Position players for the Kansas City Royals have a spring training report date of February 19. The current build of the Royals roster might not be intact when it's time to report to Surprise, Arizona though. Slugger Billy Butler could be headed toward a new destination as Kansas City looks to beef up its pitching without overpaying in free agency.
It seems like it has been eons since Butler began carrying a big stick for the Royals. Since first attaining a full season's worth of at bats, Butler has been nothing but a model of powerful consistency. He wards off injuries and has averaged 160 games played since 2009.
Despite his power numbers being down last year and playing half of his games in the pitcher-friendly confines of Kauffman Stadium, he has still averaged 20 home runs annually. During the same span, Butler has driven in an average of 92 runs batted in while tallying a cumulative batting average of .302.
Needless to say, Butler is one hell of a ball player.
And just think, Butler will not turn 28 years old until after the start of the season.
Despite seeing a dip in his total HR, RBI and AVG last season, Butler is still a formidable weapon at the plate. Opposing teams see this, too.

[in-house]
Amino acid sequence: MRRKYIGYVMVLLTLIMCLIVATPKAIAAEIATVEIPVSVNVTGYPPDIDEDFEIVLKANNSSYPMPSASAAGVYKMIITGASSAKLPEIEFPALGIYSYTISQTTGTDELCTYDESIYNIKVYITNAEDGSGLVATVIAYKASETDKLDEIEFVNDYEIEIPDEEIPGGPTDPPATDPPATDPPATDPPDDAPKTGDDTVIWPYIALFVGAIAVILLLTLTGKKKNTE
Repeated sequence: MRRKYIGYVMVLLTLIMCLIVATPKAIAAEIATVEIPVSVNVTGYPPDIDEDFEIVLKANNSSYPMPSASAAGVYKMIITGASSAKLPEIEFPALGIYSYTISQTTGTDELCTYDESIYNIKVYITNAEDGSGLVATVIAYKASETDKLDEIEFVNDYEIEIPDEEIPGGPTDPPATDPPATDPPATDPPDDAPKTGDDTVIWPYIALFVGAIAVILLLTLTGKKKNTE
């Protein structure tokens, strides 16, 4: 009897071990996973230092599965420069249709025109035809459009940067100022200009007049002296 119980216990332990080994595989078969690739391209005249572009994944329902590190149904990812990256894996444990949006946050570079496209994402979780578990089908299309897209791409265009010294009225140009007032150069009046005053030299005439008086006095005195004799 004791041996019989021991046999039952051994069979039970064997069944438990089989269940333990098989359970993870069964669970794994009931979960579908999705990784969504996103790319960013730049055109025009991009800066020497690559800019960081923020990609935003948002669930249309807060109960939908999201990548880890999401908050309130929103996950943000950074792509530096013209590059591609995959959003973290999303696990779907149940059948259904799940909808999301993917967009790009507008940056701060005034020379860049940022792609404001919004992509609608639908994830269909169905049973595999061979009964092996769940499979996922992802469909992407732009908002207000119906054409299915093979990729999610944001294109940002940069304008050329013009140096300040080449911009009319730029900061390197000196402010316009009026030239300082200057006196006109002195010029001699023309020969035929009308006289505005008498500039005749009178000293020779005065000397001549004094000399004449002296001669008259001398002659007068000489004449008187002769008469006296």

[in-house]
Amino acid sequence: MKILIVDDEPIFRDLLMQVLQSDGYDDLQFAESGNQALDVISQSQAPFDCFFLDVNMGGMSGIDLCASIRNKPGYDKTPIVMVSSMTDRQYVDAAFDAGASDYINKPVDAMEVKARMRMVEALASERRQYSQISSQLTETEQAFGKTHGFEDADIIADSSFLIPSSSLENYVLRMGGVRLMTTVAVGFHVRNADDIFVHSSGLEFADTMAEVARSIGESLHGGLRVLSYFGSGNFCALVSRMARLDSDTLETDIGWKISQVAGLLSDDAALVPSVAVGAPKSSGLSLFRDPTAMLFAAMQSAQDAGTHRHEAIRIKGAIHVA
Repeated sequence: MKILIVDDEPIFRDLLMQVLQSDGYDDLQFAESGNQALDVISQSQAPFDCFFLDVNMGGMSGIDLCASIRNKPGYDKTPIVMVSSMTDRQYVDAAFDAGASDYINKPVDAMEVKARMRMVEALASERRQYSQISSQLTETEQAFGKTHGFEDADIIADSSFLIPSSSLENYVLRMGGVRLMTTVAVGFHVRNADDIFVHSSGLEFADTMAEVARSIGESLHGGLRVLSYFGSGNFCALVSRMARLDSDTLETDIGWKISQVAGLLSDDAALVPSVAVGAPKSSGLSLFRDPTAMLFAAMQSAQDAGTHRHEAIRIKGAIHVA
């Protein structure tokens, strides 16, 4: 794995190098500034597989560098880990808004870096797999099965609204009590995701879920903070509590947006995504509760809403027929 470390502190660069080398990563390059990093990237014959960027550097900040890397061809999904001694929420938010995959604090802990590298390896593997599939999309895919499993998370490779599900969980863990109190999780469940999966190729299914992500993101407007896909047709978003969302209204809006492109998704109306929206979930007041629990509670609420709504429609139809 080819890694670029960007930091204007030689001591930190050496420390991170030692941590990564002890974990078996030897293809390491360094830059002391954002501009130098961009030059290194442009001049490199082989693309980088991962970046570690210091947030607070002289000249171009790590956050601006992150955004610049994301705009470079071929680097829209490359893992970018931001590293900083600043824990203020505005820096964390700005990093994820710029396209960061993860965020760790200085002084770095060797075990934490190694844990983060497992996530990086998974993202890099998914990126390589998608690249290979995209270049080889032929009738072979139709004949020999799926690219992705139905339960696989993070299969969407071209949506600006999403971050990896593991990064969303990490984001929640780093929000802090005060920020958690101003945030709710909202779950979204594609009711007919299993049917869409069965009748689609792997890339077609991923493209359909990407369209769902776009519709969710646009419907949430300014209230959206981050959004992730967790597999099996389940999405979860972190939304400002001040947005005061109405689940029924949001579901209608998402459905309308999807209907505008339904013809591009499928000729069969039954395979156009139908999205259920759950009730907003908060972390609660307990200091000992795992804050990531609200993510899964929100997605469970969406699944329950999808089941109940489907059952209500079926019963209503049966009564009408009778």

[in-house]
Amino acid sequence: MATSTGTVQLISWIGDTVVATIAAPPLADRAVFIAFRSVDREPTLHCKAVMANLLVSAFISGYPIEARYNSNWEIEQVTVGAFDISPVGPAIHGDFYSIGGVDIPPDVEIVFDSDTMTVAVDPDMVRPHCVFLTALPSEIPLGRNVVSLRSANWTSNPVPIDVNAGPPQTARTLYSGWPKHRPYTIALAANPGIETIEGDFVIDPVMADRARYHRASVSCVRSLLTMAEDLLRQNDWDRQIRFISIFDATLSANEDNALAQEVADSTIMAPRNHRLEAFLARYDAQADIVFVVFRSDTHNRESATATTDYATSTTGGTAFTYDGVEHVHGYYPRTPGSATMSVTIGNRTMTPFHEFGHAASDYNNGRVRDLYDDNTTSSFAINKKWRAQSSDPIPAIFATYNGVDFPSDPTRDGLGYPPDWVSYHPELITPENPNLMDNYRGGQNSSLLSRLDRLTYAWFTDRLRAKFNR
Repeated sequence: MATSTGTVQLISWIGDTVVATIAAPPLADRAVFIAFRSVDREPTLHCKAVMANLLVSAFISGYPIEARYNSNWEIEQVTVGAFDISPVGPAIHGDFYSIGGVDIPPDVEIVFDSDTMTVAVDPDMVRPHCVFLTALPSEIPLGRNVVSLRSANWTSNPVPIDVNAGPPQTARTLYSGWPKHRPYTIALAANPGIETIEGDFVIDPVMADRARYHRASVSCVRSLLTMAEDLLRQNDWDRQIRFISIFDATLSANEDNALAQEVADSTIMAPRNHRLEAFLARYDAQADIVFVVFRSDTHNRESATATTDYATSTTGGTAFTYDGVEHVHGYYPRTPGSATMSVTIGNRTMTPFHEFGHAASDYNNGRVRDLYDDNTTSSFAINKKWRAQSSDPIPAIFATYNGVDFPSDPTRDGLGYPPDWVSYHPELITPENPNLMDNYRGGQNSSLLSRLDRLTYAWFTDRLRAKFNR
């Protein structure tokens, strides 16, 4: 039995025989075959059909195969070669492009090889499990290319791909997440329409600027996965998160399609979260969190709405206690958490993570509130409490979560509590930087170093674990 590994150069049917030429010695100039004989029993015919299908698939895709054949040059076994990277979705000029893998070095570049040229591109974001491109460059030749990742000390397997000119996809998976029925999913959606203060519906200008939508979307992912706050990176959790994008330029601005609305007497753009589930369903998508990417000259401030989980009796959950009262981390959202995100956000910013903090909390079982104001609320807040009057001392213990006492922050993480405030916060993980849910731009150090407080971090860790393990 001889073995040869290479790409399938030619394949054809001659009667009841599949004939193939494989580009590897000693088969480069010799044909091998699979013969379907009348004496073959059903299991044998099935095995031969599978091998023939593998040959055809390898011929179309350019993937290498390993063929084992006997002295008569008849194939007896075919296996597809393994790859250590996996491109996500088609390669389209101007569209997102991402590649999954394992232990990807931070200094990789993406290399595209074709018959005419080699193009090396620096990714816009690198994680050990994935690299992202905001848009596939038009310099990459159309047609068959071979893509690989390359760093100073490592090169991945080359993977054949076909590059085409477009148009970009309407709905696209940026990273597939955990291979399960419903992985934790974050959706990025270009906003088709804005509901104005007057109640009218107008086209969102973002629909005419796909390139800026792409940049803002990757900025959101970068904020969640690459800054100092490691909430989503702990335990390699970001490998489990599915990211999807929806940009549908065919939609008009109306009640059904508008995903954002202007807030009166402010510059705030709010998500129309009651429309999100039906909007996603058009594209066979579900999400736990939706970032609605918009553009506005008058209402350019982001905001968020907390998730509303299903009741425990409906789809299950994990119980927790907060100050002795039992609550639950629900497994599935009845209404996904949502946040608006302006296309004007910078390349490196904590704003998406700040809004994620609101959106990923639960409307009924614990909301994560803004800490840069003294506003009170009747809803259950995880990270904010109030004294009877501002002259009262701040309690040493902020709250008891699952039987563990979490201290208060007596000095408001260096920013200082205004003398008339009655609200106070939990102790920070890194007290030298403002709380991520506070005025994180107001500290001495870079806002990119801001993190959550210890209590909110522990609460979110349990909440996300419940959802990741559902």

The Royals aren't necessarily souring on their designated hitter, though. They have more pressing needs and find it more efficient to move Butler to another club in order to advance their pitching situation.
According to MLB Depth Charts, the Royals have a projected rotation that consists of ace James Shields, Jeremy Guthrie, Jason Vargas, Bruce Chen and Danny Duffy. Elite prospect Yordano Ventura could be in the mix at some point in the summer as well.
On the flip side, nothing about leaning on Chen and Duffy makes the Royals ooze with confidence.
In 2011, the Royals and Butler agreed to a four-year, $30 million deal. With a significant option worth $12.5 million in 2015 (or a $1 million buyout), the Royals should be even more encouraged to move Butler.
He is set to earn a team-friendly $8 million this year, a figure which would be encouraging to any prospective club lacking legitimate power at first base or designated hitter.
Last season, Kansas City posted its first winning record since 2003. Since 1992, they have just three winning seasons. While the organization is clearly moving in the right direction, they also lack an adequate starting rotation to compete late into September with division rival Detroit.
Butler is the one piece the Royals could move to better round out their rotation. He comes with a friendly $8 million salary for 2014 and provides a great AVG to coincide with enough power to justify a deal. Finding the right match is what might derail Kansas City's hopes of improving their rotation, though.